The idea was left for dead in 1973 when the Maryland Department of Transportation dropped plans to extend I-95 from the Capital Beltway toward Washington. The action was a victory for those who had spent years battling proposals to bring the freeway inside the Beltway. (Interstate 395, inside the Beltway in Virginia, used to carry the I-95 designation, but now the eastern half of the Beltway shares the designation of I-95 and I-495).
5. Interstate 595 in Arlington County
In 1972, Arlington proposed Interstate 595, which would have upgraded Route 1 to interstate highway standards for about a mile between Reagan National Airport and Shirley Highway, known now as Interstate 395.
“The I-595 project is intended to ease traffic congestion in the Crystal City area for drivers going from Shirley Highway to the airport,” according to a 1972 Post article. “The highway project would cost an estimated $20 million and its construction would be timed to coincide with continuing improvements to Shirley Highway and construction of the Metro rapid transit system.”
Less than four years later, however, county leaders pulled their support for the plan, saying it failed to meet transportation and air quality goals included in the original proposal. The move stunned the Virginia Department of Highway and Transportation, and the plan died.
6. Three Sisters Bridge over the Potomac
Various proposals over the years would have built a span over the Potomac River south of the current Chain Bridge. In 1967, D.C.’s highway department received approval for design of a six-lane bridge over the river at Three Sisters Island, roughly between Georgetown on the D.C. side and Spout Run Parkway in Virginia.
“We think this is what a bridge should look like,” then-Fine Arts Commission chairman William Walton said of the proposed 750-foot long, 80-foot-high concrete span, according to a Post article. “It will enhance the landscape.”
The same commission decided against a highway that would have skirted the Lincoln Memorial and tunneled under the Tidal Basin, saying it would have destroyed too many trees. The goal of the bridge at the time was to bring Interstate 66 over the Potomac, a task now accomplished by the Roosevelt Bridge.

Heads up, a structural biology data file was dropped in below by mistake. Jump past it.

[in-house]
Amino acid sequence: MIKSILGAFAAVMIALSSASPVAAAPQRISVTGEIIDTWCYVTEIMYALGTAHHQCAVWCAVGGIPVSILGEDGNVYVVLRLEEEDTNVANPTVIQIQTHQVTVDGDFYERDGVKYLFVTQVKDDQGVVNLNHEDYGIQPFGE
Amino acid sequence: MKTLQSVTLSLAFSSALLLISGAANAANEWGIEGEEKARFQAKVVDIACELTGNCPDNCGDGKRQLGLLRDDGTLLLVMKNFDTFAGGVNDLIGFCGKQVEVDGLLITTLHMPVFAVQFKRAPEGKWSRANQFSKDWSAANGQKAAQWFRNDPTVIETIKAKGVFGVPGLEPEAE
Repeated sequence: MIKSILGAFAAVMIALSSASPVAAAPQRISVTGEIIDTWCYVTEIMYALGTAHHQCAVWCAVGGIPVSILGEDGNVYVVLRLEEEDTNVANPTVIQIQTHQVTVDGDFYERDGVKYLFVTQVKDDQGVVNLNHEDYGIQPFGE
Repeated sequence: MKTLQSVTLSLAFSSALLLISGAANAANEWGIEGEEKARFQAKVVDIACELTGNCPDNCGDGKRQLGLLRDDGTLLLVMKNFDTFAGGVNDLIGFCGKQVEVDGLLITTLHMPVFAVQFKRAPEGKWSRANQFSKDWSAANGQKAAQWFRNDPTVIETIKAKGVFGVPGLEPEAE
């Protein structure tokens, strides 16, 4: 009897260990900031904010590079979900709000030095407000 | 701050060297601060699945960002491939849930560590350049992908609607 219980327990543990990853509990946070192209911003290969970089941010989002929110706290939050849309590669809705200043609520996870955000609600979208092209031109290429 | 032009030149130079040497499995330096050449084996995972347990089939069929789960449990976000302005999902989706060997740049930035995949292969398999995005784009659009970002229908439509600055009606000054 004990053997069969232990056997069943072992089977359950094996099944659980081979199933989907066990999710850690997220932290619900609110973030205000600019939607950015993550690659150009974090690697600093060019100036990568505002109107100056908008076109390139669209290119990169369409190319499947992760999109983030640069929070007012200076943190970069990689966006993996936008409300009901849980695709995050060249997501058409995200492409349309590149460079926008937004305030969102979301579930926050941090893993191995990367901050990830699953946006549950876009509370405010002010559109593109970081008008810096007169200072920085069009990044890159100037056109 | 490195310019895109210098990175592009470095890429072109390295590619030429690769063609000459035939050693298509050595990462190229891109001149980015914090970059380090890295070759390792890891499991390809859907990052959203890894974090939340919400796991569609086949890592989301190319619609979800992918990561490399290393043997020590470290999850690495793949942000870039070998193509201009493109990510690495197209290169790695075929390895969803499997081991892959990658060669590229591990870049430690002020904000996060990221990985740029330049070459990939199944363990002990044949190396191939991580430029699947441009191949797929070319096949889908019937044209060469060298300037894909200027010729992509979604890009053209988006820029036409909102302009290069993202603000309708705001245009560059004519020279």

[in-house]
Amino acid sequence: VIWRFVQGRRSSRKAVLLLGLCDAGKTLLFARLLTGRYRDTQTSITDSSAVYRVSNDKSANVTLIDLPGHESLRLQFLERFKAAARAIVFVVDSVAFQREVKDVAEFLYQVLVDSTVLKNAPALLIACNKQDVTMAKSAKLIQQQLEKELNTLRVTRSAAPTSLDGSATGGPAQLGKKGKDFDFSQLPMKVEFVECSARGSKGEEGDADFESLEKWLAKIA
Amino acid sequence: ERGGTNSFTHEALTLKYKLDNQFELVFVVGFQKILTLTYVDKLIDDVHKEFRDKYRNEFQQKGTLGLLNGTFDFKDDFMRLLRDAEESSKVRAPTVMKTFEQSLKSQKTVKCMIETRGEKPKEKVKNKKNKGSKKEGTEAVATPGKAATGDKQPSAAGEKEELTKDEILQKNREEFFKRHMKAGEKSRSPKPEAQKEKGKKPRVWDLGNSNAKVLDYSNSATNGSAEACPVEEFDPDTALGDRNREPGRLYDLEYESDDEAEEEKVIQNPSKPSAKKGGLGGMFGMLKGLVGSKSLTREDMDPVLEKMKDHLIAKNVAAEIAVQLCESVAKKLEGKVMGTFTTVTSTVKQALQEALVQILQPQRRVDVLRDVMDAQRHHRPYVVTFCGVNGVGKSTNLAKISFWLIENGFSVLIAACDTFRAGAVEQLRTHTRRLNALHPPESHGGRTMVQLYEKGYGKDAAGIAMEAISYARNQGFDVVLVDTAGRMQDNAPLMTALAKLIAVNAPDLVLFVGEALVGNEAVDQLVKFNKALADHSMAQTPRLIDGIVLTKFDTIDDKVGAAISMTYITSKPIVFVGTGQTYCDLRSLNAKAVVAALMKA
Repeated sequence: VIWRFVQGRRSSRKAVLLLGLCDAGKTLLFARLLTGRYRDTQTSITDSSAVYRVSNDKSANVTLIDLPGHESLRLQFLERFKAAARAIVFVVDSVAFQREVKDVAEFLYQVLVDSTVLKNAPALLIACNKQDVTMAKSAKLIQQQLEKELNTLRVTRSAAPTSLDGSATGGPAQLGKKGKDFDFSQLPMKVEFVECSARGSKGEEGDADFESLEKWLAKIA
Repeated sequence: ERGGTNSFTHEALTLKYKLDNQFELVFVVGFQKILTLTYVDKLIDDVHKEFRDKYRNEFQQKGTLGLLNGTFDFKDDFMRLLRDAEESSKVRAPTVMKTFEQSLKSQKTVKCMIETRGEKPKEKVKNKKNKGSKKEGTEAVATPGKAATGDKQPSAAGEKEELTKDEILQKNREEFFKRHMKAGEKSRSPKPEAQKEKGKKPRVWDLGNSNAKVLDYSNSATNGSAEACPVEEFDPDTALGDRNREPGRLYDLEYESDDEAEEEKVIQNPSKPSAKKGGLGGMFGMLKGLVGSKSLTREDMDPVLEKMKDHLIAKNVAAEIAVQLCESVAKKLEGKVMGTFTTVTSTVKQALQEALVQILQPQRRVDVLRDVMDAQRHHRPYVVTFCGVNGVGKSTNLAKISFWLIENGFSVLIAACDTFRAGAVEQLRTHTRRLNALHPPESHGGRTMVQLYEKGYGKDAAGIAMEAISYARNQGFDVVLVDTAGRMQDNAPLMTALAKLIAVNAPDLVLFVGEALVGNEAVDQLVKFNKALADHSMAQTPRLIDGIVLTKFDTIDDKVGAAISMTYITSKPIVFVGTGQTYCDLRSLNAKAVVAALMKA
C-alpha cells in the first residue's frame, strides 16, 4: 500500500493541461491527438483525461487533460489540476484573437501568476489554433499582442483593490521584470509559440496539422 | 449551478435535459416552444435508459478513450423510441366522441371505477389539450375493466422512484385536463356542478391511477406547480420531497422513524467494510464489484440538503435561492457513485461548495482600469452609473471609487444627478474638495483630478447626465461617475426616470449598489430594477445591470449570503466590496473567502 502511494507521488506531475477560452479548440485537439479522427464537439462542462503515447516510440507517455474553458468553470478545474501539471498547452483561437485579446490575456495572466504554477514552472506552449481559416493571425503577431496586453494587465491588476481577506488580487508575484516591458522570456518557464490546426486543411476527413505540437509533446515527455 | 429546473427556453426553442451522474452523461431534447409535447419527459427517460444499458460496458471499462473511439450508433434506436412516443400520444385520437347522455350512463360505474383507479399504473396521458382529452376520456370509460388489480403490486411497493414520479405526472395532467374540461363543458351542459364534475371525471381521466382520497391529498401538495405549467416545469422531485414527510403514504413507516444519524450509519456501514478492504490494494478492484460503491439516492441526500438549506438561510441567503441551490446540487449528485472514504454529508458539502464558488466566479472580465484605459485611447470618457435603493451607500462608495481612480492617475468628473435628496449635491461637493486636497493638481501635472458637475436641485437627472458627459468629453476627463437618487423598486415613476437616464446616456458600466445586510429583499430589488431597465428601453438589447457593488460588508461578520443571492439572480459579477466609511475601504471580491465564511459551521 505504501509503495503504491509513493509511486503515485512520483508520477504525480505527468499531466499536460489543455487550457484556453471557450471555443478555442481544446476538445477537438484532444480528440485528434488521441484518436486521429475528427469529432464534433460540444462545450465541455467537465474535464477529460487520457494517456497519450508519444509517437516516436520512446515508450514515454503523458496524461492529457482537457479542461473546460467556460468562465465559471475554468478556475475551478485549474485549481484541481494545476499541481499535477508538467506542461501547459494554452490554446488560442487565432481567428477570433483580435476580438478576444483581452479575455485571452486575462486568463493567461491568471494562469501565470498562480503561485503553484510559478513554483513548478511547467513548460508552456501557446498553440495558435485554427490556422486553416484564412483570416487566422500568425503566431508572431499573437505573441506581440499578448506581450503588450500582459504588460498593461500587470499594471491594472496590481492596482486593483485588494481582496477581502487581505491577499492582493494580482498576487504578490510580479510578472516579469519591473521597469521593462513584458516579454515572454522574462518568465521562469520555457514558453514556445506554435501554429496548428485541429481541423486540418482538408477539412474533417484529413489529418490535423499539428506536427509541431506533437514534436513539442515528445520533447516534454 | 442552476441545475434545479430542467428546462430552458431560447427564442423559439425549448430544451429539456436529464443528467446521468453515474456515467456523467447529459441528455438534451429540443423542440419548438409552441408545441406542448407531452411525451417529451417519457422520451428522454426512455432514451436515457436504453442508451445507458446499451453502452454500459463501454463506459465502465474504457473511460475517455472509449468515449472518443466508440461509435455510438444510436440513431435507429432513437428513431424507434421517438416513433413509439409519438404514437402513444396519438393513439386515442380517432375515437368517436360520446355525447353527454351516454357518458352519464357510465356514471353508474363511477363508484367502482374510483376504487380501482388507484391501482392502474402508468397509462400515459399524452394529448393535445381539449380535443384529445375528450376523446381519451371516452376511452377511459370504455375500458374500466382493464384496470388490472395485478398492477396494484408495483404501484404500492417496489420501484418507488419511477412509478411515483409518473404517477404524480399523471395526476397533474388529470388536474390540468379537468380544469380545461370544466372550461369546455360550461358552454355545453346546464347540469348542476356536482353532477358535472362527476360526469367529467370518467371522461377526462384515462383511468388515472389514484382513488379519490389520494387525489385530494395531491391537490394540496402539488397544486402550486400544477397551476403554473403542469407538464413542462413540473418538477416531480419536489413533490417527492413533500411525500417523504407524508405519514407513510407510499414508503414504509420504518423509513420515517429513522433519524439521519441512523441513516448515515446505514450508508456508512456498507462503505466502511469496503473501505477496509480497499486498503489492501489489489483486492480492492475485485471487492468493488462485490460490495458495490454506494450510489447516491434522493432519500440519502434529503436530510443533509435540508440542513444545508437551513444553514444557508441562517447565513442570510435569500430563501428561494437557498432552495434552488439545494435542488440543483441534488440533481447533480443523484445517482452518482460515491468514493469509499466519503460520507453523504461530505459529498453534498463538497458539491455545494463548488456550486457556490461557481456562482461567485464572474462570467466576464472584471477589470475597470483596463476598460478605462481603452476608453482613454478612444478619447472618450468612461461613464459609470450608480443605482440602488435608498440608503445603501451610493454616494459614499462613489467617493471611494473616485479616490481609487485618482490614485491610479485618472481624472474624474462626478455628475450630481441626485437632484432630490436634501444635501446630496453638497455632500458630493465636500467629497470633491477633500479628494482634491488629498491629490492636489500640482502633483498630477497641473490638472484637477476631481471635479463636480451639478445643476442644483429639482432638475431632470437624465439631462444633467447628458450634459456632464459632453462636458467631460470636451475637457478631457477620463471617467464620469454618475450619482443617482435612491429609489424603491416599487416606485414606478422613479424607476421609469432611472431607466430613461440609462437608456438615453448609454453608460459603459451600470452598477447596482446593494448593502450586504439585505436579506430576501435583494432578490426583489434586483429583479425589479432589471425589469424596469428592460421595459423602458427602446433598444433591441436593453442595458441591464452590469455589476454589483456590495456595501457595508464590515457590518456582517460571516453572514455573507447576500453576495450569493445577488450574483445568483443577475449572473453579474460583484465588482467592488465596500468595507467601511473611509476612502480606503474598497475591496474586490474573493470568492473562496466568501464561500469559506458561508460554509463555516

In case you’re wondering, here’s an example of a design option for the bridge that also never saw the light of day:
7. Helicopter service from Union Station to Dulles, BWI
In the early 1980s, the Senate Appropriations Committee ordered a report looking into the feasibility of commercial helicopter service shuttling customers from the District to Dulles and Baltimore-Washington international airports. A 1984 draft report concluded that it made economic sense and recommended three sites for a D.C. heliport.
The report narrowed the list of sites to Union Station, coal yards at First and M streets NE, and a site at Maine Avenue and 12th Street SW.
“The fare from a city heliport to Dulles was estimated at $49 and to BWI at $51.50. This compares with taxi fare of $30 to Dulles and $38 to BWI, and a cost of $8.20 to drive and park at Dulles and $10.65 to drive and park at BWI,” according to a 1984 Post story.
Flight time to Dulles would have been 12 1/2 minutes. The report indicated more than 135,000 passengers per year would have used the service.